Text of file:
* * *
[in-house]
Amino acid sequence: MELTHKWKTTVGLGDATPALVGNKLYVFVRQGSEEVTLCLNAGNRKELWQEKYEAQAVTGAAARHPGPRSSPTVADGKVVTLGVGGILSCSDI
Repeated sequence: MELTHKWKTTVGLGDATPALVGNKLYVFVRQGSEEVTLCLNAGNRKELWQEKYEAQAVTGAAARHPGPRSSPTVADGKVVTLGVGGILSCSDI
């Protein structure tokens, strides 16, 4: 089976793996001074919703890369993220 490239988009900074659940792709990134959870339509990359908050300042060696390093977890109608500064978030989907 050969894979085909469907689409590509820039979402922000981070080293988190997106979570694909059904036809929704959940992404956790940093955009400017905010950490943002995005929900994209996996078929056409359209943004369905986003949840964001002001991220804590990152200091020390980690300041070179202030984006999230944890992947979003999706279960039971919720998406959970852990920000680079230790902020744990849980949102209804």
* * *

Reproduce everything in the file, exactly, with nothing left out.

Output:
[in-house]
Amino acid sequence: MELTHKWKTTVGLGDATPALVGNKLYVFVRQGSEEVTLCLNAGNRKELWQEKYEAQAVTGAAARHPGPRSSPTVADGKVVTLGVGGILSCSDI
Repeated sequence: MELTHKWKTTVGLGDATPALVGNKLYVFVRQGSEEVTLCLNAGNRKELWQEKYEAQAVTGAAARHPGPRSSPTVADGKVVTLGVGGILSCSDI
């Protein structure tokens, strides 16, 4: 089976793996001074919703890369993220 490239988009900074659940792709990134959870339509990359908050300042060696390093977890109608500064978030989907 050969894979085909469907689409590509820039979402922000981070080293988190997106979570694909059904036809929704959940992404956790940093955009400017905010950490943002995005929900994209996996078929056409359209943004369905986003949840964001002001991220804590990152200091020390980690300041070179202030984006999230944890992947979003999706279960039971919720998406959970852990920000680079230790902020744990849980949102209804």